My family spent Thanksgiving in Amsterdam. We stayed in the Jordaan neighborhood, two blocks from Otto Frank’s old warehouse. Every night, we went to sleep to the sound of ringing church bells. Anne Frank used to listen to them, too. (On July 11, 1942, she wrote in her diary: “Father, Mother and Margot still can’t get used to the chiming of the Westertoren clock, which tells us the time every quarter of an hour. Not me, I liked it from the start; it sounds so reassuring, especially at night.”) Of course we took the Anne Frank House tour. Of course it was powerful. I’d last visited in the early ’90s; since then the museum has been thoughtfully expanded and renovated. My older daughter, Josie, 16, found the visit particularly potent, though she and I both made a quiet snorting noise when the tour concluded with a quote from bestselling young-adult novelist John Green.
To our surprise, however, a different museum wound up being even more powerful for both my daughters. The Verzetsmuseum, aka the Dutch Resistance Museum, has a large section aimed entirely at kids. If you’re visiting with your family, skip the main exhibit, dedicated to the Netherlands’ experience during the war, and go straight to Dutch Resistance Museum Junior, further back in the building. It is practically a Ph.D.-level course in effective museum design for kids—interactive without being infantilizing, engaging without being pandering, thoughtful about how young kids experience narrative, reflective about how much historical scariness young museumgoers can be expected to handle. Maxine, 13, was spellbound. As we left, after two hours that positively flew by, Josie gave it the highest rating an ironic hipster teen can give: “Mom. That museum was fire.”
You can get a sense of the space on the museum website. A large central area paneled with textured murals and filled with models of tree stumps, munitions crates, and suitcases (some of which actually open into plush upholstered chairs) introduces us to four kids: Eva, Jan, Nelly, and Henk. We see videos of each kid; a headset lets you hear them tell their own stories in the language of your choice. Eva is a Jewish girl whose family has fled Austria for (presumed) safety in Amsterdam. Jan is a minister’s son whose father preaches opposition to the Nazis. Nelly is the daughter of a small-town mayor in the southwest Netherlands, a fervent member of the Dutch Nazi party. Henk lives in Haarlem, loves his little toy soldiers, and sees war as a thrilling adventure—he’s giddily delighted every time the Germans open fire on British planes overhead because afterward he finds bits of shrapnel, bullets, and broken glass to add to his collection. (“I don’t think Henk is very smart,” Maxie confided.) Gradually, like the other children, Henk begins to understand the magnitude of war.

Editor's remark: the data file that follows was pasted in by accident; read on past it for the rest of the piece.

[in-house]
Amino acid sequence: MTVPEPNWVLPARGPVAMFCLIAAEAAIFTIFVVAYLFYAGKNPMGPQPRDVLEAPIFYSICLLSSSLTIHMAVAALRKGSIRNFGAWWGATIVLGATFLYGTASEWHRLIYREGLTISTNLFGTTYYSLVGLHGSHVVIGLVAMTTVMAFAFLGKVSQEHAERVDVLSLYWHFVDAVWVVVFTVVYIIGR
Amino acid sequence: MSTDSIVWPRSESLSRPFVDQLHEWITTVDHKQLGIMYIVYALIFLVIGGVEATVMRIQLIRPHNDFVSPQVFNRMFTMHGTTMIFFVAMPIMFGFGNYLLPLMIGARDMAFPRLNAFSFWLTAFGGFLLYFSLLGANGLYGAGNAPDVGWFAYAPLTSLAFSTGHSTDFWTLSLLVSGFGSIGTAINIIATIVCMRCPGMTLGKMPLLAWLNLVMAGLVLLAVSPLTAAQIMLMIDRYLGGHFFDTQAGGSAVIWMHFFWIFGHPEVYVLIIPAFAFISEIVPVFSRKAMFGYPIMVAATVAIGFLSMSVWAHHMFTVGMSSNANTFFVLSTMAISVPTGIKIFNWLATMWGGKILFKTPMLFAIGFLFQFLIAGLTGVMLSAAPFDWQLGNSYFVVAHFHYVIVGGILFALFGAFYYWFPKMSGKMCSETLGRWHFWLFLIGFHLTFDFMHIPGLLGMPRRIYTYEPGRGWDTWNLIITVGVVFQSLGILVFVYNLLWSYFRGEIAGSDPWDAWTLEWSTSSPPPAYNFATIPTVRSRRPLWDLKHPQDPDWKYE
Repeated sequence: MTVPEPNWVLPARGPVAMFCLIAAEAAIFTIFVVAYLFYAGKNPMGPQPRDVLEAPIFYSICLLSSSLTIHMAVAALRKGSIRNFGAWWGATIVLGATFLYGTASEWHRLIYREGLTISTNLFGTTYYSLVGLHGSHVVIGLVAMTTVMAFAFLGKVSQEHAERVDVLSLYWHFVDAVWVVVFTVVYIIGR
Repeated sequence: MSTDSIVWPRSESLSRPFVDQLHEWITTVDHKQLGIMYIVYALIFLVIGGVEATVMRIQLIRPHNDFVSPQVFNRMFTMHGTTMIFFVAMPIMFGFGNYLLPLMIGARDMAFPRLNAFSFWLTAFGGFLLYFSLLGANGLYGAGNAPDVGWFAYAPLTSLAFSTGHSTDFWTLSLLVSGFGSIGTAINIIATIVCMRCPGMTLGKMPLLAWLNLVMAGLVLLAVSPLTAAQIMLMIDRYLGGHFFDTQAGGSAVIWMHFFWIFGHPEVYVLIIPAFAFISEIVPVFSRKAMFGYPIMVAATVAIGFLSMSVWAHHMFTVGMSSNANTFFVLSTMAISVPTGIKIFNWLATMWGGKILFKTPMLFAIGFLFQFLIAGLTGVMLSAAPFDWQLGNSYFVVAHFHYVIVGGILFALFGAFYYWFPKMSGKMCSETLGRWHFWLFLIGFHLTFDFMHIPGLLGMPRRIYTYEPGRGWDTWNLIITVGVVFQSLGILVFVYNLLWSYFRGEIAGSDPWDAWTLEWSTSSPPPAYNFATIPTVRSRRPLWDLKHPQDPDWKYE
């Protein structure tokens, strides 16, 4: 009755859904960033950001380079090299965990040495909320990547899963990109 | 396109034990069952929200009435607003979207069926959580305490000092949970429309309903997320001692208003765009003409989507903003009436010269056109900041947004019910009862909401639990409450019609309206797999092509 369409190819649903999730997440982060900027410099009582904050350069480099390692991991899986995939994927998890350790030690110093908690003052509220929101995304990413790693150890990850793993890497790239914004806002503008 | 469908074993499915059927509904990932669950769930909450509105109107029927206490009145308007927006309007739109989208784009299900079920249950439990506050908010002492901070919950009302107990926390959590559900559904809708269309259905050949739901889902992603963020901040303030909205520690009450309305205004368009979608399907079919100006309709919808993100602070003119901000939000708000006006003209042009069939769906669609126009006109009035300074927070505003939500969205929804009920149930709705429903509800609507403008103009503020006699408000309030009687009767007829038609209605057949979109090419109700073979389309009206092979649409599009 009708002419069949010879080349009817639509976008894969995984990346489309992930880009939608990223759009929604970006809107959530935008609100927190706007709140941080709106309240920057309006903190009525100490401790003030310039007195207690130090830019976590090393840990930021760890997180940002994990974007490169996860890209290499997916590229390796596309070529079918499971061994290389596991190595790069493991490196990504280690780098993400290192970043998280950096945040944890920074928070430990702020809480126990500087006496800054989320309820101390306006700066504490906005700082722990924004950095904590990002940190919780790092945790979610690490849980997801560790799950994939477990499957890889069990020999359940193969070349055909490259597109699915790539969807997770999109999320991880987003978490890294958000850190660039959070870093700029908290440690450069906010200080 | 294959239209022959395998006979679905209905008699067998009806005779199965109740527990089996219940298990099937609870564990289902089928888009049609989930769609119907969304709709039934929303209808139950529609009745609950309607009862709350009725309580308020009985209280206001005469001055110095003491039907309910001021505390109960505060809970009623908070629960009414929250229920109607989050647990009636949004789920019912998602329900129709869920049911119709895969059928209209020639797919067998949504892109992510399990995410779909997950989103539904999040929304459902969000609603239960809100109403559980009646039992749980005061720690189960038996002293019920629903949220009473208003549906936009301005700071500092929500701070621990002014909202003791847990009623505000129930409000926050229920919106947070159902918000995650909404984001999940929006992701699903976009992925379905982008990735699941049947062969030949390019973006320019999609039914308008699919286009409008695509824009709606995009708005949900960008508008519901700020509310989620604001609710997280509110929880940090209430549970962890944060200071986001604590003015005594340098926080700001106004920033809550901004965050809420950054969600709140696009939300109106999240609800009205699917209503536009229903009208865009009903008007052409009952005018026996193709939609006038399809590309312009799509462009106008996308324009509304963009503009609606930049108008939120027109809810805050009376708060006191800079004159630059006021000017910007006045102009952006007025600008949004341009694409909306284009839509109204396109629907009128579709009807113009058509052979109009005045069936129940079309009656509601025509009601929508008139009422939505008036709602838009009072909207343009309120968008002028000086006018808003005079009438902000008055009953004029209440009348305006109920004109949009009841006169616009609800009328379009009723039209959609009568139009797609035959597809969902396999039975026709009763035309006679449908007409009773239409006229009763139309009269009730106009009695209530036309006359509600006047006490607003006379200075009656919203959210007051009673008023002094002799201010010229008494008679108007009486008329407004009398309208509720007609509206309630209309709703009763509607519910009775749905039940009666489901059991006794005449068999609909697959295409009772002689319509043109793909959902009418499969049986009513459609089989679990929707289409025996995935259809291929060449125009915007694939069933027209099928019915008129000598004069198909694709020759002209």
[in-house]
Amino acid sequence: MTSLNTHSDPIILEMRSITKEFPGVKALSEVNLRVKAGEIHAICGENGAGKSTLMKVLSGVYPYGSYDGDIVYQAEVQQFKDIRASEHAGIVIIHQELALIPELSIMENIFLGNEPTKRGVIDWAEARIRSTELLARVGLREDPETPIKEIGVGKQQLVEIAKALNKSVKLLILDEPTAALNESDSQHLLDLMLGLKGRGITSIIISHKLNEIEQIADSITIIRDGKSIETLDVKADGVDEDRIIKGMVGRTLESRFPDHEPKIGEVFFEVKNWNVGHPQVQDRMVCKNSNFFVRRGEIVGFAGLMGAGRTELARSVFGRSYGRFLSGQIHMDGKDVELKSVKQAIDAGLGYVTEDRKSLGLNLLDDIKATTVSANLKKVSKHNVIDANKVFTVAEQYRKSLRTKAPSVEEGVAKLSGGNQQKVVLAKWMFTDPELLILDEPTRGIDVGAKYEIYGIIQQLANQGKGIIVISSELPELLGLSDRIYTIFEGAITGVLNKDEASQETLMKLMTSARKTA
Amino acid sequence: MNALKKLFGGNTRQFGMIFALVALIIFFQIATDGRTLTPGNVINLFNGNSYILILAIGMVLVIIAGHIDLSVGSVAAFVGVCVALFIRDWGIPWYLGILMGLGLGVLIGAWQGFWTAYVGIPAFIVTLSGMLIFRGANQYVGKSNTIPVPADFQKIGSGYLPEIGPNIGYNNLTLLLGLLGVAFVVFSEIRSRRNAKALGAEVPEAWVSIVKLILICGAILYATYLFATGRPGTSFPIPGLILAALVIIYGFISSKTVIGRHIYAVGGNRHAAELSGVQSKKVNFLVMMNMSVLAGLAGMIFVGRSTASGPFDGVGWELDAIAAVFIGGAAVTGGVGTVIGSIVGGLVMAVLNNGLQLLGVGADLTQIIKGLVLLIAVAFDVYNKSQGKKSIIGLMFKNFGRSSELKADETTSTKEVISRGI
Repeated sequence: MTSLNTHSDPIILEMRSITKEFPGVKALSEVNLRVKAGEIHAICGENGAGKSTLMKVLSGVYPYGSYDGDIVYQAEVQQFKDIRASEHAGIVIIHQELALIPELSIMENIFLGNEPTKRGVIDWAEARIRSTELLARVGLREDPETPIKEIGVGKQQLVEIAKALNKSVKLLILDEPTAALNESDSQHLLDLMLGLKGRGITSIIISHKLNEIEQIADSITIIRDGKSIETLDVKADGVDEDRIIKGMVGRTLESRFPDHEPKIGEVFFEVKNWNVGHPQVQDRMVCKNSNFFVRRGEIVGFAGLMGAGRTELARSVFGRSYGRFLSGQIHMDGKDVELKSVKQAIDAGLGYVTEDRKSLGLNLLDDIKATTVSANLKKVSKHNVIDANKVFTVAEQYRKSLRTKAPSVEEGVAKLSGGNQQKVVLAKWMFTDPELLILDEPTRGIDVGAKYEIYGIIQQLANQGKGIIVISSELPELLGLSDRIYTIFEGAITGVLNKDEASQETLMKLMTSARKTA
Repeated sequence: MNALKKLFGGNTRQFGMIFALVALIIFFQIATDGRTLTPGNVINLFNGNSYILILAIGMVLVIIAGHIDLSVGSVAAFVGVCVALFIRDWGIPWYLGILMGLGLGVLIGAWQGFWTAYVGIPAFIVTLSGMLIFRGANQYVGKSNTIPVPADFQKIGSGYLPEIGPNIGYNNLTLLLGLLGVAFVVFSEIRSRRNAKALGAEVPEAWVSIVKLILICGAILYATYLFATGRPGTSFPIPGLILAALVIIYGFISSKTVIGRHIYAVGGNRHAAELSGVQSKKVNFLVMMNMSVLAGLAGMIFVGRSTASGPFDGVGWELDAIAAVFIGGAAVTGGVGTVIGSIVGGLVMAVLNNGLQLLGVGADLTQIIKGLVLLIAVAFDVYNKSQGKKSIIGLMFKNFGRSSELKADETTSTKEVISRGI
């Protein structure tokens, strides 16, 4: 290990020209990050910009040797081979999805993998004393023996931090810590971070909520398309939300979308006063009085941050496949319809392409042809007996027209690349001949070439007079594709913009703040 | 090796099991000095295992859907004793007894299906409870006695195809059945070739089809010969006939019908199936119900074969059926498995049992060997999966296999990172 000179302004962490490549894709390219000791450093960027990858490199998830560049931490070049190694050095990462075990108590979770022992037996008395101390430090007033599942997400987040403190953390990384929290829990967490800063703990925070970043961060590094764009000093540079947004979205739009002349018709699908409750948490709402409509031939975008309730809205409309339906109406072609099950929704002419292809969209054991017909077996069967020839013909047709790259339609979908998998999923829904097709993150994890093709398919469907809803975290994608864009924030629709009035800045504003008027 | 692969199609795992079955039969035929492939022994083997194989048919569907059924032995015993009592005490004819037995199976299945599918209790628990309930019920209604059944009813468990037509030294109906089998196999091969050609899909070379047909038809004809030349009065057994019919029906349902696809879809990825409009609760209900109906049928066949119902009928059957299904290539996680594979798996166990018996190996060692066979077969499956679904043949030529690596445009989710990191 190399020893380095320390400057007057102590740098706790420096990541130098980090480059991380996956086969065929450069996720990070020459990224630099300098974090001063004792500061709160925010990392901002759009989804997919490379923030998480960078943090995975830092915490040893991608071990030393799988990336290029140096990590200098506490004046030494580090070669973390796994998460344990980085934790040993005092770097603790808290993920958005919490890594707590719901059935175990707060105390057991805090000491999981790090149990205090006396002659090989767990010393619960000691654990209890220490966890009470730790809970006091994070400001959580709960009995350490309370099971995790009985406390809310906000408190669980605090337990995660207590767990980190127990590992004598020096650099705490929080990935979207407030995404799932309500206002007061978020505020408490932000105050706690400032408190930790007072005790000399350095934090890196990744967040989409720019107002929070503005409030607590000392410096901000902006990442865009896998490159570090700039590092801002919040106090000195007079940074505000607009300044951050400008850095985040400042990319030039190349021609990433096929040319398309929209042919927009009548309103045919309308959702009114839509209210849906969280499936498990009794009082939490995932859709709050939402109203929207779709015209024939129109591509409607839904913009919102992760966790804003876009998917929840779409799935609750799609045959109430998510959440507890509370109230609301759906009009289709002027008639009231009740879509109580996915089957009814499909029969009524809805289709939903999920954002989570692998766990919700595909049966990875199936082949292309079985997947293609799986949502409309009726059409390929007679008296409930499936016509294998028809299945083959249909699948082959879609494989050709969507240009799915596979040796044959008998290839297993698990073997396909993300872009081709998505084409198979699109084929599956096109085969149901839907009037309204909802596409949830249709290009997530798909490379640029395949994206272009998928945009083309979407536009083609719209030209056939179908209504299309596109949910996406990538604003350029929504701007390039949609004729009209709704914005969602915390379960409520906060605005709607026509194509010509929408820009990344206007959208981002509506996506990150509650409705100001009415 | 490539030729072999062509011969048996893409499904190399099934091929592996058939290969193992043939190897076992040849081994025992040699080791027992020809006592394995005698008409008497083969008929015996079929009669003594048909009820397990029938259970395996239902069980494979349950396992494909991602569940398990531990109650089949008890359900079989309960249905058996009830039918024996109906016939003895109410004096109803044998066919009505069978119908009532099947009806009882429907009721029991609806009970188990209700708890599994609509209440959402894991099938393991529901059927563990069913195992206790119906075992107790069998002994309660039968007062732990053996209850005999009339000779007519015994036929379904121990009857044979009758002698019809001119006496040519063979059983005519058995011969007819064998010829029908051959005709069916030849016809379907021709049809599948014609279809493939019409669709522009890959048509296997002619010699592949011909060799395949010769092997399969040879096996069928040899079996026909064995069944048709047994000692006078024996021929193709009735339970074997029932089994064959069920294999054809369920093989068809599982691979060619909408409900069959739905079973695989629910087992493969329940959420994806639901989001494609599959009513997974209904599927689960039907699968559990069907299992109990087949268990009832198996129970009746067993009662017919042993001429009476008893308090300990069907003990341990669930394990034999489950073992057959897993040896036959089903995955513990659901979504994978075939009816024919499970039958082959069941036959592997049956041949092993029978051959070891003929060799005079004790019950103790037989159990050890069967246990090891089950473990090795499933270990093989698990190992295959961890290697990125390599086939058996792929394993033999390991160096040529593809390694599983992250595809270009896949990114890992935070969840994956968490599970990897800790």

From the center room, you can follow each young narrator’s story through a warren of other little rooms—bedrooms, dining rooms, train cars—all filled with audio and video recordings, furniture, and screens you can touch to answer questions about what you’d do in each child’s situation. As you weave through each kid’s wartime story, examining their toys and hats and posters, watching clever bits of animation showing their day-to-day lives, you also move through four different experiences of resistance, oppression, and collaboration.
Eva, for example, tells us she lives around the corner from Anne Frank. She really likes Anne’s cat Moortje, but finds Anne (“a popular girl”) shallow and annoying. “She and her friends were always giggling about boys…I thought it was stupid,” she says dismissively. Both my daughters burst into shocked giggles at that; who’d ever expect to hear criticism of such an icon?